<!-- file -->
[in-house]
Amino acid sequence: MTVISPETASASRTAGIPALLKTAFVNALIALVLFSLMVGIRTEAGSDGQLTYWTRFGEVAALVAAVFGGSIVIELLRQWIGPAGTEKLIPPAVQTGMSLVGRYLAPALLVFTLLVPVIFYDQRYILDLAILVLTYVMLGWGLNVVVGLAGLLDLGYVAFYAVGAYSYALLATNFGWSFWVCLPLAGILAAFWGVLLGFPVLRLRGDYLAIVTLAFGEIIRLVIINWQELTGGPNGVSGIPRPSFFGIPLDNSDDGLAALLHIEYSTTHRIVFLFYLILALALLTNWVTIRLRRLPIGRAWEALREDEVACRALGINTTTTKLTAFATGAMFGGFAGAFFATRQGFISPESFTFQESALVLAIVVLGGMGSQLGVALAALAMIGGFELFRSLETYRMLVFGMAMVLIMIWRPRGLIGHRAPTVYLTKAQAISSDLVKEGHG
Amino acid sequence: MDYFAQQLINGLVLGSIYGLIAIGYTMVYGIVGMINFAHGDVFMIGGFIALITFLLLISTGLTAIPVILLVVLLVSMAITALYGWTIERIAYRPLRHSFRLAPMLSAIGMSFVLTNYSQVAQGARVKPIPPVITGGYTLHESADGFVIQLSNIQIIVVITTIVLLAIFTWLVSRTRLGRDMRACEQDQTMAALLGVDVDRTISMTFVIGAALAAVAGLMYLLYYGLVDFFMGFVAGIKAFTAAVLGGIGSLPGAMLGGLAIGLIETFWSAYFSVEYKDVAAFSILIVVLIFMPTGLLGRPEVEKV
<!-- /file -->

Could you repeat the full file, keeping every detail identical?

[in-house]
Amino acid sequence: MTVISPETASASRTAGIPALLKTAFVNALIALVLFSLMVGIRTEAGSDGQLTYWTRFGEVAALVAAVFGGSIVIELLRQWIGPAGTEKLIPPAVQTGMSLVGRYLAPALLVFTLLVPVIFYDQRYILDLAILVLTYVMLGWGLNVVVGLAGLLDLGYVAFYAVGAYSYALLATNFGWSFWVCLPLAGILAAFWGVLLGFPVLRLRGDYLAIVTLAFGEIIRLVIINWQELTGGPNGVSGIPRPSFFGIPLDNSDDGLAALLHIEYSTTHRIVFLFYLILALALLTNWVTIRLRRLPIGRAWEALREDEVACRALGINTTTTKLTAFATGAMFGGFAGAFFATRQGFISPESFTFQESALVLAIVVLGGMGSQLGVALAALAMIGGFELFRSLETYRMLVFGMAMVLIMIWRPRGLIGHRAPTVYLTKAQAISSDLVKEGHG
Amino acid sequence: MDYFAQQLINGLVLGSIYGLIAIGYTMVYGIVGMINFAHGDVFMIGGFIALITFLLLISTGLTAIPVILLVVLLVSMAITALYGWTIERIAYRPLRHSFRLAPMLSAIGMSFVLTNYSQVAQGARVKPIPPVITGGYTLHESADGFVIQLSNIQIIVVITTIVLLAIFTWLVSRTRLGRDMRACEQDQTMAALLGVDVDRTISMTFVIGAALAAVAGLMYLLYYGLVDFFMGFVAGIKAFTAAVLGGIGSLPGAMLGGLAIGLIETFWSAYFSVEYKDVAAFSILIVVLIFMPTGLLGRPEVEKV